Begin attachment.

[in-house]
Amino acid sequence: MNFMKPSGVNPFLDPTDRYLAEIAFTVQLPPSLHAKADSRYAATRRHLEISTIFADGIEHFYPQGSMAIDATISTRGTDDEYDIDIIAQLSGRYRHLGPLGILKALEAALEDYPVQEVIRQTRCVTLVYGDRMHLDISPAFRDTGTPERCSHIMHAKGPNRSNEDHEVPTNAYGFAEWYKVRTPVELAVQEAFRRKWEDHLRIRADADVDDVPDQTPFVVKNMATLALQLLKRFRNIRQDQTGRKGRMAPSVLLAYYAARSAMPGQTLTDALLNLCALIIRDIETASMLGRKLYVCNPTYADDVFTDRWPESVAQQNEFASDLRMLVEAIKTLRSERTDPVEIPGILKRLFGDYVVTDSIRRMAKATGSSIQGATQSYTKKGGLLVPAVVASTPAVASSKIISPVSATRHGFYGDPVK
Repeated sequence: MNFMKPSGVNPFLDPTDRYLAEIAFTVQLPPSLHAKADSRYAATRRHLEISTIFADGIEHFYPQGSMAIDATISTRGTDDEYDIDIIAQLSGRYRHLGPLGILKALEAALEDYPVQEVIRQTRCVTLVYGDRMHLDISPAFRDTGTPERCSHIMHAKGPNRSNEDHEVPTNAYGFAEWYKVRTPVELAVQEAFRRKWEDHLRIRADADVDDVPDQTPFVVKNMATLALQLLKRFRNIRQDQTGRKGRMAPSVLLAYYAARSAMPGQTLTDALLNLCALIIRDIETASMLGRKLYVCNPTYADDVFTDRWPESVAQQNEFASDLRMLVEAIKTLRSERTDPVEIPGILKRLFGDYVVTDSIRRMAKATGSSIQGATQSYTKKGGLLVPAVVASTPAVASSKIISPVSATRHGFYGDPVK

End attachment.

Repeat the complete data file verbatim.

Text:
[in-house]
Amino acid sequence: MNFMKPSGVNPFLDPTDRYLAEIAFTVQLPPSLHAKADSRYAATRRHLEISTIFADGIEHFYPQGSMAIDATISTRGTDDEYDIDIIAQLSGRYRHLGPLGILKALEAALEDYPVQEVIRQTRCVTLVYGDRMHLDISPAFRDTGTPERCSHIMHAKGPNRSNEDHEVPTNAYGFAEWYKVRTPVELAVQEAFRRKWEDHLRIRADADVDDVPDQTPFVVKNMATLALQLLKRFRNIRQDQTGRKGRMAPSVLLAYYAARSAMPGQTLTDALLNLCALIIRDIETASMLGRKLYVCNPTYADDVFTDRWPESVAQQNEFASDLRMLVEAIKTLRSERTDPVEIPGILKRLFGDYVVTDSIRRMAKATGSSIQGATQSYTKKGGLLVPAVVASTPAVASSKIISPVSATRHGFYGDPVK
Repeated sequence: MNFMKPSGVNPFLDPTDRYLAEIAFTVQLPPSLHAKADSRYAATRRHLEISTIFADGIEHFYPQGSMAIDATISTRGTDDEYDIDIIAQLSGRYRHLGPLGILKALEAALEDYPVQEVIRQTRCVTLVYGDRMHLDISPAFRDTGTPERCSHIMHAKGPNRSNEDHEVPTNAYGFAEWYKVRTPVELAVQEAFRRKWEDHLRIRADADVDDVPDQTPFVVKNMATLALQLLKRFRNIRQDQTGRKGRMAPSVLLAYYAARSAMPGQTLTDALLNLCALIIRDIETASMLGRKLYVCNPTYADDVFTDRWPESVAQQNEFASDLRMLVEAIKTLRSERTDPVEIPGILKRLFGDYVVTDSIRRMAKATGSSIQGATQSYTKKGGLLVPAVVASTPAVASSKIISPVSATRHGFYGDPVK